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About Omaha daily bee. (Omaha [Neb.]) 187?-1922 | View Entire Issue (May 9, 1915)
Tin OMAHA SUNDAY JiKE: MAY 'J, 1915.
OF ISSUES IN WAR
Former GfTman Minister of Coloniei
Sayi British Domination of the
Sea Must End.
KAISER WILL KEEP BELGIUM
C'tEVEUAND. O., May 7. -Dr. lUrnnM
iHrnbrra-. former mlnl!itf of colonics In
the German cabinet, made an address
hrr this afternoon on the causes nnrt
I rorable effect! of the ar as viewed
in (irrmnny. He said:
"The world war has broken nil rela
tions that eilsted between the warrlnn
peoples, especially '.n the nature of
mnties. All treaties of commerce and
nailKntlnn between (Hrmanjr, Austria
ml Turkey on n aide, and England,
it.irala. FVance, HelRlan, Japan, Pervla
inl Kpypt on the other, have ceased to
nlt A number of other treatln, not
i.lreotly between nation at war, have
I roven unsatisfactory; especially baa the
dtatna of China been completely changed.
The law of nations, notably the law
rr (dilating oveasea commerce In time of
peace arid of war, haa completely broken
3on. The rulee of warfare are. so says
each of the contending factions, moat
grossly violated by the other. The Gen
eva convention haa failed In a number
of Instances to protect the Red Cross.
"At no time during tho hlatory of the
world has ao complete a disorganisation
In one form or another of rights and
regulation occurred. Every peafce ths
In concluded murt rearrange alt theae
iclatlons. It Is even more than doubtful
whether treaties regarding- Interna tlon'aJ
civil law, as. for Inatance the law on
Mil of exchange, extradition of rrtson
irs, mutual help by courts, are yot,aub
sisterft. Never has the world had suoh
a chance to start again to erect In
ternational relations from a rock liottom
basis. It stands to reason that. If the
time for poace negotiations comes, they
will lat very long Indeed; and a very
long period will Intervene during which
11 intercourse will remain In a state of
"It ta, -therefore, moat essential that
the question, Involved be broached on
very broad lines .We must find .principles
that recommend, themselves by ' their
simplicity and usefulness to all the world
and we must find guarantee that will
prove reliable safeguards, against any
Infraction of thoae lmple principles. In
orfler that a recurrence of thla general
upheaval can be successfully avoided for
some measurable tfme.
1'rlartalea that Demasxl Reeocaltlon
"Theae principles are probably:
"First The recognition of the truth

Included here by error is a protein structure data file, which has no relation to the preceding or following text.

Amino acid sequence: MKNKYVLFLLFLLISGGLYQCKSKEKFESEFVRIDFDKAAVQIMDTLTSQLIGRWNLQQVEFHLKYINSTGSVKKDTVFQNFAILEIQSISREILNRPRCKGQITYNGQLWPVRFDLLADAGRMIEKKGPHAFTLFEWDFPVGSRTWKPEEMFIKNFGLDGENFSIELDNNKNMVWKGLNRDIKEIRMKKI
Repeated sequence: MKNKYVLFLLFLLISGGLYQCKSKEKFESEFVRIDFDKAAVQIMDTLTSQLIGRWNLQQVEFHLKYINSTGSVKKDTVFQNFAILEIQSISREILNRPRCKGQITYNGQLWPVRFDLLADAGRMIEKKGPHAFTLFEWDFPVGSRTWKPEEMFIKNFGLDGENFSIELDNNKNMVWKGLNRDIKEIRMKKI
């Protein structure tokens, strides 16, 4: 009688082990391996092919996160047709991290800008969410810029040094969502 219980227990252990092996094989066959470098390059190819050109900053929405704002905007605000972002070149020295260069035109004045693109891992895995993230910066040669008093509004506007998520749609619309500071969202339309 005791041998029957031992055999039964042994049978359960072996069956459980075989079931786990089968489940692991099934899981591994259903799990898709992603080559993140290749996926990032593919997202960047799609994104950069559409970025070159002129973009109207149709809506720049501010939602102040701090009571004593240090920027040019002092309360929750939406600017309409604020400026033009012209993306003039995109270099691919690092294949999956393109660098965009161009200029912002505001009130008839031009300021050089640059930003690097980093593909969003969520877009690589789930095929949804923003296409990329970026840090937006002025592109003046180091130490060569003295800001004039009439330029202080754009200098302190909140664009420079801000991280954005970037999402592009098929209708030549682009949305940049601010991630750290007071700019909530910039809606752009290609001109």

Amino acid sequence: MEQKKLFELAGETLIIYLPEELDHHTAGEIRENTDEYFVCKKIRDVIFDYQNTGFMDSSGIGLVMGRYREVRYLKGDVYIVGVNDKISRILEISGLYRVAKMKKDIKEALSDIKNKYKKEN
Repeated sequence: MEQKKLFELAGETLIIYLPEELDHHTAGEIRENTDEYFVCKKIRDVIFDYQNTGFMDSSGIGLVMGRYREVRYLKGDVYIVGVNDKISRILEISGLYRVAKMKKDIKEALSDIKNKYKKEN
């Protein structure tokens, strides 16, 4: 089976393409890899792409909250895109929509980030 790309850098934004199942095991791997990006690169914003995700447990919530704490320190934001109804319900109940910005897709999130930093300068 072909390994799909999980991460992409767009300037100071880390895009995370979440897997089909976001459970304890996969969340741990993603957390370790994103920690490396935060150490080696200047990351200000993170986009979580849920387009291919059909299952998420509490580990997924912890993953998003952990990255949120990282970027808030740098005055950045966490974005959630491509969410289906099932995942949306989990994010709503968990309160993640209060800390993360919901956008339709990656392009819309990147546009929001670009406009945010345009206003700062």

that strong nations .showing great vi
tality and large Increase are entitled to
enni:h aoll. air and water In order to
maintain and advance their growing pop
puation. ' The lack of such proper adjust
ment of the conditions of the European
powers during the last fifty years haa
been one of the primary causes for un
rest In Europe and one of the principal
dangers to the peace of the world.
flecoijd Since no .readjustment of this
kind rgn take place In Europe Itself on
amount -of national lines. It la neeeJ-y
U. jxrek the ablution, first, by tne appor
tiunliMjt of all wetvllla4 parta of the
bIoImi: that Is. by a readjustment of col
oia .l noKsesslons. then by the crestlon f
s.iacres of Influence and noninterference
with nations, who are willing to tax
and concede such apheres; further, by an
upra door anr. equal opportunity policy
air aver th globe, ana zinaiiy, me neu
tralisation of all the aea and narrow.
cables andoverma mails of the world.
"Thla readjustment roust be sanctioned
through a simple and codified Interna-
tlonal law, safeguarded In a. way that It
cannot be broken without puttmg the in
fra tor outside of the pale of International
relationship, not only with Ui party at
tacked, but also "wiUi aU the parties re
Cnlesa -ve go t the root of the whole
trouble we shall never be abl to come
to something really permanent, stable
and Mtlfffattory. ' '
It ' seem manifest that such a pro
gram would be greatly to the-lnterest of
the .United States. It would certainly be
to the Interest of Germany, but I wish
to show to you that It Is also In tb In
terest of 'the rest of the world, and that
no great nation would be asked to give
up anything which It holds by right
British Sc Dalatlo Meat Ylela.
"OB course, the dominion of the aea
Claimed ana neiu uy t-'i'nvi ......
but;. rat wrong:' It baa never been
sanctioned by any International law and
la against the governing principle that
no territorial right exists outside of the
three-mile limit from the shore of each
country. Yet England haa fortified the
tea X which la nobody's property In par